I think church discipline is about the body of Christ as a whole helping the rest of the body of Christ as a whole along their Christian walk. I think social media should be used as a unifying tool among the body of Christ, and not just a different way of getting more congregants under one plenary authoritarian or board thereof.

    Done this way, church discipline can happen wherever relationships are happening–whether that be online or in a weekly meeting in a building, or just within members of a family. We have to let God choose who to speak through, because only He knows who best to get the point across.

    However, used as a control mechanism to bring the many under the authority of the few, it is just as wrong as it is in the traditional setting. God left it open to the body so that corruption would not take place among the board, and their every decision being based on what is in the best interest of the organization, or the few.

    Absolute power corrupts absolutely within the human race, and knowing that, I believe social media can be used as a unifier of the faith as long as it is used for that purpose. The subject of discipline within the body is a subject of relationships. I really don’t see how the vehicle FOR the relationships has anything to do with it.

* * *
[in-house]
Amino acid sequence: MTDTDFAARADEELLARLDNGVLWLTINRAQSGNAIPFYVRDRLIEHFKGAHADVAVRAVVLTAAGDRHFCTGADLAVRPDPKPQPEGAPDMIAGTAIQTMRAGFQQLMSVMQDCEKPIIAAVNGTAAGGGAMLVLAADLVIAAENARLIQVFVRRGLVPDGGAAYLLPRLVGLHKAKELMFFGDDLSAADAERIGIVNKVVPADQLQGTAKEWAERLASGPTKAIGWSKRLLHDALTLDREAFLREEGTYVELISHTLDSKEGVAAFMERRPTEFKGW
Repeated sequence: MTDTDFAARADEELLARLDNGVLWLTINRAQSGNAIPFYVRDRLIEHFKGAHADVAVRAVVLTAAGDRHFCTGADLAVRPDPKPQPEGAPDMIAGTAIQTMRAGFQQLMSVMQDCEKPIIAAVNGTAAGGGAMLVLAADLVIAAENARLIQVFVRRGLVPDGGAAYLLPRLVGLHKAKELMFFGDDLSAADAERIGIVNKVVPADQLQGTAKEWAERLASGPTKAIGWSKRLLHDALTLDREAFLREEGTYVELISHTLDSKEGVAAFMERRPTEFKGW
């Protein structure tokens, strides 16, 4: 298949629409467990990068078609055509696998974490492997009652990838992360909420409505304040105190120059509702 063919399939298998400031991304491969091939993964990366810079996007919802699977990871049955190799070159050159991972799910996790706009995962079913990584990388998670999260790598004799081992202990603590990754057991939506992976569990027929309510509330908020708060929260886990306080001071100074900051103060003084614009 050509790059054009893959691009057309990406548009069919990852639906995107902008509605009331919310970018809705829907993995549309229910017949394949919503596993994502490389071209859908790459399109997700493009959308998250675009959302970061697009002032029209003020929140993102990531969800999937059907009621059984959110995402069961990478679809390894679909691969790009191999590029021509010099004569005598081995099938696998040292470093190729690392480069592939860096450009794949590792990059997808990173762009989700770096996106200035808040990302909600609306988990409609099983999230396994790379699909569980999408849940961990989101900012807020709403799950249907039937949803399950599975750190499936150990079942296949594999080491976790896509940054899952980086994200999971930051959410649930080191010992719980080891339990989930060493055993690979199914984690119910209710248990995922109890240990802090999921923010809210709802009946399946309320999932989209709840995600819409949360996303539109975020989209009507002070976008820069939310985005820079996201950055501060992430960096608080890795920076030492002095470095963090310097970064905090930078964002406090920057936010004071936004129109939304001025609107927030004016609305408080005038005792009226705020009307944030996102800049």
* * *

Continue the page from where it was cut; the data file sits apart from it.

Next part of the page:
5. Carlos says:

    Thanks for bringing this up Miguel and sharing your thoughts. I admire and respect a man like yourself who has the courage in Christ to bring up things that some may object to.

    I am not sure that church discipline can really work under a scenario online where there is little cohesiveness as a Body as there tends to be in a local church.

    For example…let’s say that I came in here and started slandering somebody and clearly so such that there could be no question of my bad attitude and unwillingness to act righteously. You, as the owner of this blog, could warn me and attempt a correction and barring an adequate and repentant response on my part, in the spirit of Matthew 18 you could ban me from your blog.

    But…the aim of church discipline would be undermined by the fact that I am on a bunch of blogs, commenting and otherwise enjoying some measure of online fellowship. I also have direct email contact with still other Christians. And I also have local contact with Christians mostly in the church I am in.

    So if I was in sin…and unrepentent, I would just keep on slandering elsewhere.